The D.C. Police Department's Traffice Division, a proud, colorful and elite branch of the department for almost 100 years, was quietly merged with the Special Operations division Sunday.
Police officials said the two units were consolidated into what is now called the Traffic and Special Operations Division because the functions of the units were similar and because employees in either unit could be used interchangeably.
Like the traffic division, most of functions of the Special Operations Division have been traffic related, officials said. In the past, the division was responsibile for traffic control for special events including inaugurations, and sporting events.
In announcing the consolidation, Chief of Police Maurice J. Cullinane said that the department was not de-emphazing traffic law enforcement.
In fact, the chief said, the consolidation will mean that more policemen could be used in traffic enforcement in the city. What the consolidation does do, according to some veteran police officers, is to eliminate a deputy chief's position and places a captian in charge of the traffic squad.
"It's really just a paper transfer as far as the men are concerned," one policman said of the consolidation. "It has not changed the daily operation."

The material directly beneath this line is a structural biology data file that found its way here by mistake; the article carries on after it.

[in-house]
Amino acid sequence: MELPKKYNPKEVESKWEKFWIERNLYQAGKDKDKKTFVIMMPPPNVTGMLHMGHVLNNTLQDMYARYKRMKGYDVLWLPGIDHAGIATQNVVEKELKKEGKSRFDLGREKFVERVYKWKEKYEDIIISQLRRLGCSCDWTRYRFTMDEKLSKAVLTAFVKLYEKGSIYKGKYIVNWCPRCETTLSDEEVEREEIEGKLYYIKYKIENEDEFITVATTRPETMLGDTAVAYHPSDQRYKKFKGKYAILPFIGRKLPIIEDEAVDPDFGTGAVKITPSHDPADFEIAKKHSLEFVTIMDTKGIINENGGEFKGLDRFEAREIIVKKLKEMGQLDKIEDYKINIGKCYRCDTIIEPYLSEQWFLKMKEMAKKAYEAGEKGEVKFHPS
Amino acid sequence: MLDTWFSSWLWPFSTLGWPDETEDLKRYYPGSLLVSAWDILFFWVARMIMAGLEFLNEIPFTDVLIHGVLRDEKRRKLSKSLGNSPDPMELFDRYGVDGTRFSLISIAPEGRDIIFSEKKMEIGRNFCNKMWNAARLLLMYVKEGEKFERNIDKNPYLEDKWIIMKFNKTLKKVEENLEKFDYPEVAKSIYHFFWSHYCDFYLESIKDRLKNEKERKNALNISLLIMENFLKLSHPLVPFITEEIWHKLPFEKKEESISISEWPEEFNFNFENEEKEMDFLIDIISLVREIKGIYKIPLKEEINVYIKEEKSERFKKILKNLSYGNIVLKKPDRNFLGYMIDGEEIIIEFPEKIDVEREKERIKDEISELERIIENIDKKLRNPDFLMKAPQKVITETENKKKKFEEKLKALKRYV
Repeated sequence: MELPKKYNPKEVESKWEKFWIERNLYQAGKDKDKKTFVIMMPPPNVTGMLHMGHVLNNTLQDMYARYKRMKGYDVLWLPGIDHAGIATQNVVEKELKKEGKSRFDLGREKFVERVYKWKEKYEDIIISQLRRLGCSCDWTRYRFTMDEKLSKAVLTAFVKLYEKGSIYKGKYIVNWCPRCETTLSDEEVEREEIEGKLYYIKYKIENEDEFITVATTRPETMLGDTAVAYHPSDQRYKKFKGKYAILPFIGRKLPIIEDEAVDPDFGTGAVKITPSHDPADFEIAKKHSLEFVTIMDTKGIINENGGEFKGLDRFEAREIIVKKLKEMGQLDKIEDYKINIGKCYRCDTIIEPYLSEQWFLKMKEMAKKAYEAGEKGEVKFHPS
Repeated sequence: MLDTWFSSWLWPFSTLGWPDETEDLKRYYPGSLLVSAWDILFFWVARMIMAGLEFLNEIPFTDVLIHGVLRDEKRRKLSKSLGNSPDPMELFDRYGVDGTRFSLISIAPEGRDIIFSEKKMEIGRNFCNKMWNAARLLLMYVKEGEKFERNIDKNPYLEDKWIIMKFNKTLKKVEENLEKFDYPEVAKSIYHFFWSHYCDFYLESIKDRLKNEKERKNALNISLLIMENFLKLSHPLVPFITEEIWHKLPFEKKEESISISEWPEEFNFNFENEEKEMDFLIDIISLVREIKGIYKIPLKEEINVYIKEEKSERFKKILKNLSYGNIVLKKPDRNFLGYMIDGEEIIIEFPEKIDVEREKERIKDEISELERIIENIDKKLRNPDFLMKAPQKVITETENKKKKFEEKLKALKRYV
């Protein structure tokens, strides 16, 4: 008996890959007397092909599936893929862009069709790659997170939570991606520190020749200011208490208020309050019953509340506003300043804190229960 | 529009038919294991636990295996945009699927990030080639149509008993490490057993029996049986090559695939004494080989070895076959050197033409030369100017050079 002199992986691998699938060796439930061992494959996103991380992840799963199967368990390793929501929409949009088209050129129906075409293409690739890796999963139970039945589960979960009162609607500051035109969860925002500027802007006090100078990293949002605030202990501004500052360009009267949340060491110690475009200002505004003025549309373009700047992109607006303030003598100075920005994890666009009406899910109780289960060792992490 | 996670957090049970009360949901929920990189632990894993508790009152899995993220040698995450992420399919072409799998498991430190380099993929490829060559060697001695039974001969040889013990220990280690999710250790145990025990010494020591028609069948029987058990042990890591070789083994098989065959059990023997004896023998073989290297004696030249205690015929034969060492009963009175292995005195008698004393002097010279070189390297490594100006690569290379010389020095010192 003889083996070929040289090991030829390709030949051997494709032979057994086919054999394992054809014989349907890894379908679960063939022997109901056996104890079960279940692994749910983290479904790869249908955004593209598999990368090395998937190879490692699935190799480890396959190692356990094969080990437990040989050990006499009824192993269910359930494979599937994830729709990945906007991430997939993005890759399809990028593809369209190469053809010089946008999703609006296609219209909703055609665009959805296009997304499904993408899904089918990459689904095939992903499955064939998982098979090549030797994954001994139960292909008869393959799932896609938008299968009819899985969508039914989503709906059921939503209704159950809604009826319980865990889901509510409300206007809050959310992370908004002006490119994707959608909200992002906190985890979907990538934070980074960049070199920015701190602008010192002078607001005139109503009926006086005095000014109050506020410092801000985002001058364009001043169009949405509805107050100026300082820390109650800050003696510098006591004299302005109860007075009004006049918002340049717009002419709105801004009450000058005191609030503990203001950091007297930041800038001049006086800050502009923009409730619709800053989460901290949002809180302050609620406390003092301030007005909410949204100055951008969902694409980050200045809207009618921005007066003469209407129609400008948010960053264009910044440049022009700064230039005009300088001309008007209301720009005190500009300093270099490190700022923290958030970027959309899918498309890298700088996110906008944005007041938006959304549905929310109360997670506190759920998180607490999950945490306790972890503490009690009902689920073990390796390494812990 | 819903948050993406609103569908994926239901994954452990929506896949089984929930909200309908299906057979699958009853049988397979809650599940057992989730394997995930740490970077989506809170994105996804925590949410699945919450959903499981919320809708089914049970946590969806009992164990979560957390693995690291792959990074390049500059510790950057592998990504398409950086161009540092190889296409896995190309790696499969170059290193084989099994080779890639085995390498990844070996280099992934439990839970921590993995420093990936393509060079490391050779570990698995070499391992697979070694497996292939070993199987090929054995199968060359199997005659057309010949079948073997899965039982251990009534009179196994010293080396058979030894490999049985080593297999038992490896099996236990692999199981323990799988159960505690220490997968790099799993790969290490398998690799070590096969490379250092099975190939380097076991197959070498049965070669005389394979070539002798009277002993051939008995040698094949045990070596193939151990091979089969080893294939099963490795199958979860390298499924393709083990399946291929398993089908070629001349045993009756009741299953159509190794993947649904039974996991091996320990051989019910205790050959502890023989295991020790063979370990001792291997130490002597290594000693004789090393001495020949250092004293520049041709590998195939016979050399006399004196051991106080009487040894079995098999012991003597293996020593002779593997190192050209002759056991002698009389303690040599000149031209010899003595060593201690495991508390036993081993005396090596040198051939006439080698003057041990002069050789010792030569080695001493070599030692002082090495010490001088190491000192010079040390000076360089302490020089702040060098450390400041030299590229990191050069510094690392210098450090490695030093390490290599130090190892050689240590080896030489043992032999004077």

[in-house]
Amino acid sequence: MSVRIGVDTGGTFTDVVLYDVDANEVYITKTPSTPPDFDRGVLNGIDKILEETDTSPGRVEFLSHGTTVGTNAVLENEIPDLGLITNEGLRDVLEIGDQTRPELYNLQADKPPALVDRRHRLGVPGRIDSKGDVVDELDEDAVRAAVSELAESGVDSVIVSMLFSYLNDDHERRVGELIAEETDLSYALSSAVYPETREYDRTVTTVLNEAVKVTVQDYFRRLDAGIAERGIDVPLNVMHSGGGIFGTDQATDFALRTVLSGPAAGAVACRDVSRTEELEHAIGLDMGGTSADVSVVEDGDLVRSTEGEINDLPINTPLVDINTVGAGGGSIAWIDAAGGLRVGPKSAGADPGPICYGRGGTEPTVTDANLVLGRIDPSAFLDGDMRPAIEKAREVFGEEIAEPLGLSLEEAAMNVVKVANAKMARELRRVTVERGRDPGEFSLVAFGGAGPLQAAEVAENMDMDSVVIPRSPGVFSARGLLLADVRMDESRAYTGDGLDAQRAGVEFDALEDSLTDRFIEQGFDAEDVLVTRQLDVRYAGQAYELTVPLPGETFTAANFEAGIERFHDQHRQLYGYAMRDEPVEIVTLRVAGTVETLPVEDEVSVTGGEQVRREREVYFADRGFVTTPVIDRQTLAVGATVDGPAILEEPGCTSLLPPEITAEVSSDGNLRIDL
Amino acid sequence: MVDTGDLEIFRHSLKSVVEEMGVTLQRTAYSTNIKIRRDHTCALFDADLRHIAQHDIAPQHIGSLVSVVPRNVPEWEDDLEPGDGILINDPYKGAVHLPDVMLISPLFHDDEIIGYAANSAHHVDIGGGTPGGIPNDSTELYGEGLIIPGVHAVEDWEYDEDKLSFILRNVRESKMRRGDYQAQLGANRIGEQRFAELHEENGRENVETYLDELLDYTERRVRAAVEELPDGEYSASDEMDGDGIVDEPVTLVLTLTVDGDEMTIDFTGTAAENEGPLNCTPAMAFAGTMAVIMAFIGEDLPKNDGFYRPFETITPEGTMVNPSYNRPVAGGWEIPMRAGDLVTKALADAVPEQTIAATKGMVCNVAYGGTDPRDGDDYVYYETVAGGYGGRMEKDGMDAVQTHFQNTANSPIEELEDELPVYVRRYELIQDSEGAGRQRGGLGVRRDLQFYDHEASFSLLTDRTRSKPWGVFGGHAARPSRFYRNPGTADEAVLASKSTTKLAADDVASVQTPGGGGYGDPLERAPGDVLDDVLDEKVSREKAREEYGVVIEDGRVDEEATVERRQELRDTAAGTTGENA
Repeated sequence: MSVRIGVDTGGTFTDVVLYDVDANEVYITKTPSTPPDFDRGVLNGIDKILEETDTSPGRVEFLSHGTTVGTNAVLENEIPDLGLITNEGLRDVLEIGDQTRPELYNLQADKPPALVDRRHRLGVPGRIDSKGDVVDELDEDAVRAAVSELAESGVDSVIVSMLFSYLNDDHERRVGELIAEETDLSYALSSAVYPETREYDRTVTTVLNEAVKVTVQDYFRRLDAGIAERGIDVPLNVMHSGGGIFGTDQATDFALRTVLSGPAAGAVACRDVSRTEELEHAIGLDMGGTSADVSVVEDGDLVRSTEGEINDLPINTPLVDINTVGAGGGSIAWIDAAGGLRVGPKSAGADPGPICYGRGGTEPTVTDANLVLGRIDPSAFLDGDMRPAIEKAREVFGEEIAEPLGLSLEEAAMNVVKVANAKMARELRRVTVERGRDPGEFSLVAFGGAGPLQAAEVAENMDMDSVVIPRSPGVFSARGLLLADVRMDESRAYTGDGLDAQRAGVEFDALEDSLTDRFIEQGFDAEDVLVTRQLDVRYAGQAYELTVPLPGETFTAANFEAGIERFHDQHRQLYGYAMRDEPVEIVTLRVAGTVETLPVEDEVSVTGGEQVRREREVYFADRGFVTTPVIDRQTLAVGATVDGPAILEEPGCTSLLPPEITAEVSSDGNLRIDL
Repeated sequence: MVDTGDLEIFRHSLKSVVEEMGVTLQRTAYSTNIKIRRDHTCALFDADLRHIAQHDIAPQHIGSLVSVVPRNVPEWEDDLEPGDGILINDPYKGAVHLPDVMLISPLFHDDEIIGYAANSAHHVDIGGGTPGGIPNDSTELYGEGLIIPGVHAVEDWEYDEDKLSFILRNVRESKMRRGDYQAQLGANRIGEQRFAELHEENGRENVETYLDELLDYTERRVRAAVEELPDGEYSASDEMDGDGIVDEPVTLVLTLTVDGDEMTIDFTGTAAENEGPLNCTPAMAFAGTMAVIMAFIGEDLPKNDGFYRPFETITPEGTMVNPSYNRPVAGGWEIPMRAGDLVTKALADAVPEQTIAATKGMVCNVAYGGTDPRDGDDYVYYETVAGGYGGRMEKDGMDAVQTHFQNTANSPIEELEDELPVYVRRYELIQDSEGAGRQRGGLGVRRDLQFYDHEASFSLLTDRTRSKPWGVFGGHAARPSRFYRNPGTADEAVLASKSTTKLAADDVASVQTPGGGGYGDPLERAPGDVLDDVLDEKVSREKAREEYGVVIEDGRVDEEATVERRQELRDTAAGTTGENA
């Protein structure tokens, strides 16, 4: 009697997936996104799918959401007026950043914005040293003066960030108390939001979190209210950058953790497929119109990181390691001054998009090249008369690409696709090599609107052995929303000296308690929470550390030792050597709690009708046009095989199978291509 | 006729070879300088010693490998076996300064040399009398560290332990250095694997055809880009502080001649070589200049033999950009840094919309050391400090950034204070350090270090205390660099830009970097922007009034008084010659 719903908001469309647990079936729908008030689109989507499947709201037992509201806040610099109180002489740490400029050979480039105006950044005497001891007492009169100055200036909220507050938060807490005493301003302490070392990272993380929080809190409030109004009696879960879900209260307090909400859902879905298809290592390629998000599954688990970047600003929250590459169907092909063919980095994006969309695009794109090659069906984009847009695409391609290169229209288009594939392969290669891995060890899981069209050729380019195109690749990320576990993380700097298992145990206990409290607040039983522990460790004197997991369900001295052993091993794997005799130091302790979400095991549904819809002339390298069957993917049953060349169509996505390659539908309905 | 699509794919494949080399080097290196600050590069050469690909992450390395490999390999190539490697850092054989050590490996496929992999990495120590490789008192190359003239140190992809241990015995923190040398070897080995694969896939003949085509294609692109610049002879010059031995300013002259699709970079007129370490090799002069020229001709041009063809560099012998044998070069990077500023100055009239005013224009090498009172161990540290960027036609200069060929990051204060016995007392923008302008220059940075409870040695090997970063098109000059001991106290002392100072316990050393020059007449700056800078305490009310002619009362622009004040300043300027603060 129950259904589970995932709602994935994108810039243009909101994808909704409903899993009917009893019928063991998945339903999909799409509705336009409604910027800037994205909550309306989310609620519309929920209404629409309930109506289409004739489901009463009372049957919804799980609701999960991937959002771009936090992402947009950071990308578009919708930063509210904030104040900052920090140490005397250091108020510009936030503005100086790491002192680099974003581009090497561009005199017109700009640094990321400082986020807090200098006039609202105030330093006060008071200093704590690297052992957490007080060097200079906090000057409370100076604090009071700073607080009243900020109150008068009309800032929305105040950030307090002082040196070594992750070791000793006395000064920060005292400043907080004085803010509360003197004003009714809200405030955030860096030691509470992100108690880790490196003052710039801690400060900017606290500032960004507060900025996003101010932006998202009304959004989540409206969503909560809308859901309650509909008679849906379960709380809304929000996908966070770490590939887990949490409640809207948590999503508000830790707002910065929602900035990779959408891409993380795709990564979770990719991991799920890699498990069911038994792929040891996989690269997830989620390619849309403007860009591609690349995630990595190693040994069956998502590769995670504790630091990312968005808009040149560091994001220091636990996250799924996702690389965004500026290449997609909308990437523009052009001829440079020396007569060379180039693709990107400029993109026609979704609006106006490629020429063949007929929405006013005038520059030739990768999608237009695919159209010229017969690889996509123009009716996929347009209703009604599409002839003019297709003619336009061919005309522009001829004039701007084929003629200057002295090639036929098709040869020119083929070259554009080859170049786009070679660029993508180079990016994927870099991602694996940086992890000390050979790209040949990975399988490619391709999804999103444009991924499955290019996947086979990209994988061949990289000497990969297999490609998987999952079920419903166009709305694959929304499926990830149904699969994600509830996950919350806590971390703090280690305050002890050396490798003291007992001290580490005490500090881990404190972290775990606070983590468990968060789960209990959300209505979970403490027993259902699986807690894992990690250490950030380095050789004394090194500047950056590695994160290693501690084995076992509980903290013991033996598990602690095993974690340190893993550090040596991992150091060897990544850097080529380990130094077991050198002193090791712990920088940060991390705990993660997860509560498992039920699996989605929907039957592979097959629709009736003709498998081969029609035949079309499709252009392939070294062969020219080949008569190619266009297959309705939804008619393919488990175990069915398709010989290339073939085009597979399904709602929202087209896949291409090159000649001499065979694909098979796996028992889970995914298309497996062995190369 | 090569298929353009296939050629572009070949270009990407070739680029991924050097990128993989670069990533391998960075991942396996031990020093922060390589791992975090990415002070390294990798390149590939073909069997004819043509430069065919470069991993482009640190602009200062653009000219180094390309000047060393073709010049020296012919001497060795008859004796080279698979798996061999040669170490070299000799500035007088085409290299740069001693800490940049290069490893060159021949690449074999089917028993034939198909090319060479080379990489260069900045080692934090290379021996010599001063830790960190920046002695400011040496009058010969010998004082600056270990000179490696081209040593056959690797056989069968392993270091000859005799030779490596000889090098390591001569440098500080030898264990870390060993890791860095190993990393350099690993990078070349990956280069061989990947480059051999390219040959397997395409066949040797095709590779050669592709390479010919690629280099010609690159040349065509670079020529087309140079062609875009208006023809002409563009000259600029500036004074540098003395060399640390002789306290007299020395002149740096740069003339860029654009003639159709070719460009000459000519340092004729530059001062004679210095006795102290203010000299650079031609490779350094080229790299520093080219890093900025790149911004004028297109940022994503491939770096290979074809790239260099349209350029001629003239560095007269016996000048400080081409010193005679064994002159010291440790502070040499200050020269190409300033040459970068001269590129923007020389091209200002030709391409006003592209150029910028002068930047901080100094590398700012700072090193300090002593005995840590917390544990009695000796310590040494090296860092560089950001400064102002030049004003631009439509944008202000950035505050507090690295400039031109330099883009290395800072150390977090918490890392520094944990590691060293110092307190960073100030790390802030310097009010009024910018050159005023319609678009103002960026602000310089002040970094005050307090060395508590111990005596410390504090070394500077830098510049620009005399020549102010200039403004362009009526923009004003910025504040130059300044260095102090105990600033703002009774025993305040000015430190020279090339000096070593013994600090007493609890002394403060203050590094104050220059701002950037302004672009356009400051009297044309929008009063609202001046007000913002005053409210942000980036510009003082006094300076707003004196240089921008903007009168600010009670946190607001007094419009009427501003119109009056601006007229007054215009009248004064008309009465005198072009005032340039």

Since the early 1970s, the number of employees in the traffic division steadily decreased due to transfers of some of the division's responsibilities to other units and the near-demise of the motorcycle squad, once the pride of the division.
Today, there are only about 14 motorcycle policemen in the entire police department, and they were transferred to the Special Operations Division for mostly ceremonial duty before the consolidation.
The tradition of the traffic division goes back to the days when the city had no highways, and traffic policemen - on horseback - used to chase speeding horseback riders.
Later, the traffic division got bicycles for policemen to chase speeders. Still later, they used motorcycles, two-door coupes, motor scooters and today, the police squad car.
"It used to be a symbol of status to be in the traffic division," said Sgt. Raymond Diegel, of the Traffic and Special Operations Division.
"The job meant extra money, men had the freedom to roam the city, and you had to look good and be sharp," he said.